Year of the Gangster, Part 3
The Top Ten Dillinger Myths
The Year of the Gangster, Part 3
The Biograph Theater after Dillinger was shot in 1934. Note the sign that says,
On July 22, 1934—75 years ago today—Bureau agents put an end to John Dillinger’s reign of crime when he was shot and killed near the Biograph Theater in Chicago. Dillinger’s story has been told and retold ever since—including in a recent Hollywood movie. Along the way, fact and fiction have often been blended together. Here, from our perspective, are the top ten myths surrounding Dillinger and the facts as we know them.
Myth #10: Dillinger was a “Robin Hood” type criminal, a romantic outlaw.
Dillinger certainly had charm and charisma, but he was no champion of the poor or harmless thief—he was a hardened and vicious criminal. Dillinger stormed police stations in search of weapons and bulletproof vests. He robbed banks and stole cars. He shot at police officers (and may have killed one) and regularly used innocent bystanders as human shields to escape the law. Worse yet, he stood by as his ruthless gang members shot and killed people, including law enforcement officials. And what of his ill-gotten gains? They were used to line his own pockets and those of his partners in crime, not those of impoverished Americans in the midst of the Great Depression.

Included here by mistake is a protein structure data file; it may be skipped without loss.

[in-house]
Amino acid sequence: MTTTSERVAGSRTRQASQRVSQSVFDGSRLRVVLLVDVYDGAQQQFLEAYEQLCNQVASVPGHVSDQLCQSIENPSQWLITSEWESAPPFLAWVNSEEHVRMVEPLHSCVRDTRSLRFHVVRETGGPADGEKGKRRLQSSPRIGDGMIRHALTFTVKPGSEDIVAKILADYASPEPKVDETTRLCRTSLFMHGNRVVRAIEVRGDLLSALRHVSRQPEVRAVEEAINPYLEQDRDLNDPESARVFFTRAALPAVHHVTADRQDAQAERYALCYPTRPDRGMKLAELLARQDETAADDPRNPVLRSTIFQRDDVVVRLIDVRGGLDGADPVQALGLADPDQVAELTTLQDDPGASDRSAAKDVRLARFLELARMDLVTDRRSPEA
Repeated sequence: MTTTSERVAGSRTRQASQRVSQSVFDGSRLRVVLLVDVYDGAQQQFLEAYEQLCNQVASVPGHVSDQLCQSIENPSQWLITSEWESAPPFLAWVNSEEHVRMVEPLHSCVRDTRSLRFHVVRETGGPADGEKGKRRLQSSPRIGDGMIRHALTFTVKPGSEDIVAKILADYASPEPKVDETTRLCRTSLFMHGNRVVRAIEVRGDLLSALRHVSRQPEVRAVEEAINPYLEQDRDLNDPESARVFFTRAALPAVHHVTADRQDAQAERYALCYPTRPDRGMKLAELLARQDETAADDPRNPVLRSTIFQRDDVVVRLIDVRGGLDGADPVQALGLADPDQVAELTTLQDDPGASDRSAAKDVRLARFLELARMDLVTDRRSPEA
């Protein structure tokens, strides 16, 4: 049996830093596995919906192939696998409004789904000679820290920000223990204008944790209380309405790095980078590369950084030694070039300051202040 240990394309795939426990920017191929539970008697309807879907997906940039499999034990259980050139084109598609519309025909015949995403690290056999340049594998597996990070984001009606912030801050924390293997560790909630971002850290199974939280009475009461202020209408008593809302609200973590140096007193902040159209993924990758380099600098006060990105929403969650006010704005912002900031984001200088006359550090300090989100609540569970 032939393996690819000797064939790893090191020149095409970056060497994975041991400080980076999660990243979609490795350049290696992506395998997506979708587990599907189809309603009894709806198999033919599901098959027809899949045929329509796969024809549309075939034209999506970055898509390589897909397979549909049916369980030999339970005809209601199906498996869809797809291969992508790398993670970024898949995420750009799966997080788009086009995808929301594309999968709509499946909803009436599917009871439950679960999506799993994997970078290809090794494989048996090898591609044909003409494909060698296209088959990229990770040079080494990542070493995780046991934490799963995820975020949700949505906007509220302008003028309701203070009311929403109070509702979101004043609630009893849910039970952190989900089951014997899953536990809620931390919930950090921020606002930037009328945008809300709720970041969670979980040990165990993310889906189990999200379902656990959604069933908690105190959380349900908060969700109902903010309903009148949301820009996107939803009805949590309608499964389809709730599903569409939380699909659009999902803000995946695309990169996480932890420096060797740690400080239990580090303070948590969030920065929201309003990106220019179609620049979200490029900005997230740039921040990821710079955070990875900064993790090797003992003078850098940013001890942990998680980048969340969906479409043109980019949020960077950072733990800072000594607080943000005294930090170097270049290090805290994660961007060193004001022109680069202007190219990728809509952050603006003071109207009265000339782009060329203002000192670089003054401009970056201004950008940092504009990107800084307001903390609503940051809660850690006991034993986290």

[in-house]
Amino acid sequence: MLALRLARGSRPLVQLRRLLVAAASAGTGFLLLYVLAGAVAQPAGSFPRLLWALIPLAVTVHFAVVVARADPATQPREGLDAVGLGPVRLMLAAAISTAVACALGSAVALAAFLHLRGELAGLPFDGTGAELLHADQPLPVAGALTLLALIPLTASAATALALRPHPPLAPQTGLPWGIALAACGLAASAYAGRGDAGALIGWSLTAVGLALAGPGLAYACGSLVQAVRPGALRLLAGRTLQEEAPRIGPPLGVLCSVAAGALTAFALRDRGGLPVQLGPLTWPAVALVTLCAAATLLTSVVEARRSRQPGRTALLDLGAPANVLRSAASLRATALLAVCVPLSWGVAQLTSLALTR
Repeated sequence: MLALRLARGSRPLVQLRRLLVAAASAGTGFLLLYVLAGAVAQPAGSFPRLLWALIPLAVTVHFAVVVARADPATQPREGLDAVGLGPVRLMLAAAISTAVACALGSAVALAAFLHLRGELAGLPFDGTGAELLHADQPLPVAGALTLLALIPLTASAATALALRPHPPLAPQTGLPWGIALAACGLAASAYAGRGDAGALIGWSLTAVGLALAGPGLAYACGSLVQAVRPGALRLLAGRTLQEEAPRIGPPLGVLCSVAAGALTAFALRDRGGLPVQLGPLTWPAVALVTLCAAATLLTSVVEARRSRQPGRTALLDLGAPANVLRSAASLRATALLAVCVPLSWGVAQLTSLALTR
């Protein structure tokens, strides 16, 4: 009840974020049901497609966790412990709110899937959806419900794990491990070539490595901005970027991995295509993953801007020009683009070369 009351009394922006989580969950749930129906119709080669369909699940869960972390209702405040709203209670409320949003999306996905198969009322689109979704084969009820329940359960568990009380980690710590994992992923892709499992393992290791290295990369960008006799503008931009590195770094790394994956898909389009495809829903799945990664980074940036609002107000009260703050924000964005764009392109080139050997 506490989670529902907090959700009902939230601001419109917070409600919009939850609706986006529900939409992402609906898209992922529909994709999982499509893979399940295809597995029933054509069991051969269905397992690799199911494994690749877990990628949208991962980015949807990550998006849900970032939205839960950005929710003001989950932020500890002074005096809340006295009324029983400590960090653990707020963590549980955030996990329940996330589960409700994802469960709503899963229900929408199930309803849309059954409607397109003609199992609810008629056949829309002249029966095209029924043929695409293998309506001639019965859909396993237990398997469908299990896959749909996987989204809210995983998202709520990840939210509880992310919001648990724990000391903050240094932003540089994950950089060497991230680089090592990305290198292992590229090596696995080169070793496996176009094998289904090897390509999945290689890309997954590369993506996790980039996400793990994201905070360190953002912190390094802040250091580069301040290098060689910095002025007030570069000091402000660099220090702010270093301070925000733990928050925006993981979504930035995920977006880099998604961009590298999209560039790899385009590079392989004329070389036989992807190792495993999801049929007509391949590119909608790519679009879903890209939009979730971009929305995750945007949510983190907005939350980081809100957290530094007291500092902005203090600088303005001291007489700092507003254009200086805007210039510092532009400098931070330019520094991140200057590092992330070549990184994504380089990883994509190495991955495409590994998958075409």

Myth #9: Dillinger was not carrying a gun the night he was killed.
Dillinger did have a gun on him—a .380 Colt automatic with the serial number scratched out. He reached for that gun when Bureau agents cornered him that fateful night. Not taking any chances, agents shot him before he had the chance to open fire.
Myth #8: John Dillinger was not killed at the Biograph Theater, a stand-in was.
If this sounds like a conspiracy theory, that’s because it is. Claims that a man resembling Dillinger was actually killed have been advanced with only circumstantial evidence. On the other hand, a wealth of information supports Dillinger’s demise. Special Agents M. Chaffetz and Earle Richmond, for example, took two sets of fingerprints from the body outside the Biograph Theater, and both were a positive match. Another set taken during the autopsy were also a match.
Myth #7: The FBI beat up Evelyn Frechette after her arrest.
Not so. Evelyn “Billie” Frechette—Dillinger’s one time girlfriend—was captured on April 9, 1934 and detained in our Chicago Field Office. She was interrogated about Dillinger around the clock for two days under hot lights. She refused to cooperate and was transferred to St. Paul to stand trail for harboring Dillinger. While her interrogation wasn’t exactly a walk in the park, at no time did agents attack or strike her. Frechette and her lawyer claimed we did during the trail—most likely to win sympathy.
Myth #6: The FBI took physical specimens from Dillinger’s corpse.
There is no evidence suggesting that the Bureau kept “souvenirs” from Dillinger’s body or in any way desecrated his remains. According to media reports, however, the local coroner later admitted taking pieces of Dillinger’s brain to examine.
Pictured are: Top Row: Lester Gillis, aka Baby Face Nelson.
Myth #5: East Chicago, Indiana Police killed Dillinger, not FBI agents.